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Genova testifies Singh’s perks ensured his problems were at the top of the pile

Newsday columnist Joye Brown sat down with News 12 Long Island to discuss the Mangano trial as the former Oyster Bay official who for years worked as right-hand man to town Supervisor John Venditto testified Tuesday that Venditto accepted free meals, free limousine services and use of office and event space from Harendra Singh that appeared, in turn, to entitle the restaurateur to “whatever services” he needed from the town. Credit: News 12 Long Island

This story was reported by Nicole Fuller, Robert E. Kessler, Bridget Murphy, Emily Ngo and Andrew Smith. It was written by Ngo.

A former Oyster Bay official who for years worked as right-hand man to town supervisor John Venditto testified Tuesday that Venditto accepted free meals, free limousine services and use of office and event space from Harendra Singh that appeared, in turn, to entitle the restaurateur to “whatever services” he needed from the town.

Leonard Genova, a former deputy town supervisor, admitted that he, too, benefitted from a relationship with Singh.

He said he relied on Singh when he needed a venue or limo rides and ate for free at Singh’s restaurants.

“In retrospect, you don’t realize how egregious things are,” Genova said.

The witness said he, Venditto and other town leaders who accepted perks from Singh ensured that the town concessionaire’s problems were at the top of their pile.

Asked by Assistant U.S. Attorney Catherine Mirabile to explain what problem such behavior posed, Genova replied: “It compromises you.”

Genova, who has received immunity in exchange for his testimony, was on his second day on the stand at the federal corruption trial of Venditto and former Nassau County Executive Edward Mangano.

Mangano’s defense attorney, Kevin Keating of Garden City, asked Genova if Singh “had the keys” to Oyster Bay.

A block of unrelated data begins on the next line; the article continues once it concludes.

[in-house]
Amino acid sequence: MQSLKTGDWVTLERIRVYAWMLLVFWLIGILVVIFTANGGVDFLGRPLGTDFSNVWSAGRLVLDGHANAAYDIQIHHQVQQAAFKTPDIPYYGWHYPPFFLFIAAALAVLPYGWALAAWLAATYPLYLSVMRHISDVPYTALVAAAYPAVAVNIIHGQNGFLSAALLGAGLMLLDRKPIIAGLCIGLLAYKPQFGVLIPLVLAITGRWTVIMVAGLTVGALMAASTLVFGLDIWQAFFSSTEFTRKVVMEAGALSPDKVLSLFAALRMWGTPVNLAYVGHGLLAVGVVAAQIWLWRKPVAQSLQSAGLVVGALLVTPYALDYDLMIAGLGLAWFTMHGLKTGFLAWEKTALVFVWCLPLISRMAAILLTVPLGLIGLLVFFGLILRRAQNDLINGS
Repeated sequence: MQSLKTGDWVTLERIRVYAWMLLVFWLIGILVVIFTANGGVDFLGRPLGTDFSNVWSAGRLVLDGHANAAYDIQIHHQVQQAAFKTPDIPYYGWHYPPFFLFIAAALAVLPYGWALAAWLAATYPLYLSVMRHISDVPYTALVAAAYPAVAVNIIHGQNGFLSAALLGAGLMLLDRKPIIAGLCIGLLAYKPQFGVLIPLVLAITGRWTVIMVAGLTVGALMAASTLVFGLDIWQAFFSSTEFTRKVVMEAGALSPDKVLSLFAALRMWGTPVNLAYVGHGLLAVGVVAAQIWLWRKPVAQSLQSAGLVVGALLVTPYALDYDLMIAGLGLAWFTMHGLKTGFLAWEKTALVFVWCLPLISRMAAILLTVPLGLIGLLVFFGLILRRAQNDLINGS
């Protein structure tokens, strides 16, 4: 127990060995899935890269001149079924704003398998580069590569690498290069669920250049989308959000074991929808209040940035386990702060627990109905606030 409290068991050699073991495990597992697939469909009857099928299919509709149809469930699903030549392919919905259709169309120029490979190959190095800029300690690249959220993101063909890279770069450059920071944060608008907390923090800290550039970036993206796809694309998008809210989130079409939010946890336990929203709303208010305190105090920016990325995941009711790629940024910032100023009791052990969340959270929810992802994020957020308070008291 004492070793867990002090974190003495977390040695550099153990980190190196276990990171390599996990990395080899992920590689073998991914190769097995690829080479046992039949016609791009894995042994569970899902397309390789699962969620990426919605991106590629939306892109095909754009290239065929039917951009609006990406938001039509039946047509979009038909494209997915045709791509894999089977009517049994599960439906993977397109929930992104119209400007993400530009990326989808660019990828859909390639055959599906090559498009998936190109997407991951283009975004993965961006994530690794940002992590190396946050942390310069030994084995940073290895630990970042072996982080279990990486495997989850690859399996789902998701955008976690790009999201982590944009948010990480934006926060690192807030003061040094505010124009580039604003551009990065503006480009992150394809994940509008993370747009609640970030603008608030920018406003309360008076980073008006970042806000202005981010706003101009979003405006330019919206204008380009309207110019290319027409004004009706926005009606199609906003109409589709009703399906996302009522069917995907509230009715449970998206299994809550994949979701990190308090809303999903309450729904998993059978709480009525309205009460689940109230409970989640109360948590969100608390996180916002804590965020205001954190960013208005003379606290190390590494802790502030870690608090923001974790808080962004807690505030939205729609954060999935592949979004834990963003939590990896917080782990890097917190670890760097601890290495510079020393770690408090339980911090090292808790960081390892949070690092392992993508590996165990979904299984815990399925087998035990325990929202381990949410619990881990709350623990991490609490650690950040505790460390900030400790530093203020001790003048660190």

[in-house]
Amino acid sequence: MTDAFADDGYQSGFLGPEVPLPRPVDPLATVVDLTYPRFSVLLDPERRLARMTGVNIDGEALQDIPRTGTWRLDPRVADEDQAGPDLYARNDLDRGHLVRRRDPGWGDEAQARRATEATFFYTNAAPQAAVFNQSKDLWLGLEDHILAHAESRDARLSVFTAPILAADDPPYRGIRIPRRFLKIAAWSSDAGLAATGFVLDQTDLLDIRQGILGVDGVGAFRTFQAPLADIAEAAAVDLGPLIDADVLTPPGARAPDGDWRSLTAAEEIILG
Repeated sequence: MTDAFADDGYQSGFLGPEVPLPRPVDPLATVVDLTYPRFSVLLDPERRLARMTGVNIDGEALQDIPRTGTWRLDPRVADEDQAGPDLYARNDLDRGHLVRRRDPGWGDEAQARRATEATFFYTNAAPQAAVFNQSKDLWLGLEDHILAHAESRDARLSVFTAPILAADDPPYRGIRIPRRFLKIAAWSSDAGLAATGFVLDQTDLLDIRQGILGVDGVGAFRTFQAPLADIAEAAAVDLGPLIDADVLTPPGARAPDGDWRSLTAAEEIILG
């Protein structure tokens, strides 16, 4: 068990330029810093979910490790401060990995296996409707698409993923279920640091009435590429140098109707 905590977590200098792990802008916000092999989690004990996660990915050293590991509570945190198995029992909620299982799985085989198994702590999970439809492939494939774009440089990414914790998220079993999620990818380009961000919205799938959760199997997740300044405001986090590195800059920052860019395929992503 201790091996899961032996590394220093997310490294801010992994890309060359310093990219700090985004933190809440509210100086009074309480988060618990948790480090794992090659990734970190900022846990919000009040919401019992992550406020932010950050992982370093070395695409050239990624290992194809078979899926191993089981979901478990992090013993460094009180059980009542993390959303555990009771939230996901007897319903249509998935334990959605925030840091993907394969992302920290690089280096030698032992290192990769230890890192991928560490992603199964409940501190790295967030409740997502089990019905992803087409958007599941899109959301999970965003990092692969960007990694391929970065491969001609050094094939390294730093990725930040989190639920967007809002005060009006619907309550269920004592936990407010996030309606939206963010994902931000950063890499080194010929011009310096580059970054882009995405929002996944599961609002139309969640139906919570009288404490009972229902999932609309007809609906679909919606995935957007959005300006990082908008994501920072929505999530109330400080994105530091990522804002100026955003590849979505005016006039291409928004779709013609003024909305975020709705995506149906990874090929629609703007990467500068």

“He had the keys to not just the town, but maybe the county,” Genova said.

Genova, who also served as town attorney, said that over the years he saw Singh mixing with judges and police officials and not just Nassau officials, but Suffolk personnel as well.

“I would say he had the keys to Long Island,” Genova said.

He testified that he met Singh for breakfast or lunch eight to 12 times annually, and Singh would make requests that were then were communicated to Venditto.

From 2000 to 2010, Oyster Bay granted every request Singh made with regard to his concession agreements, Genova said.

Mangano, 56, of Bethpage, and Venditto, 68, of North Massapequa, face charges that include conspiracy to commit federal program bribery and honest-services wire fraud, extortion for Mangano and securities fraud for Venditto.

Mangano’s wife, Linda, 54, of Bethpage, was charged with conspiracy to obstruct justice, obstruction of justice and making false statements to the FBI.

The three have pleaded not guilty.

Their trial is in its eighth week.

Singh, 59, of Laurel Hollow, testified that he received lucrative county contracts and town-guaranteed loans in exchange for his bribes of the officials. He said he gave Mangano, among other perks, free meals at his restaurants, free vacations to destinations including Florida and the Caribbean and a no-show job for Linda Mangano that paid a total of $450,000.

Singh said Venditto received free meals and limousine services for himself, his friends and his family members.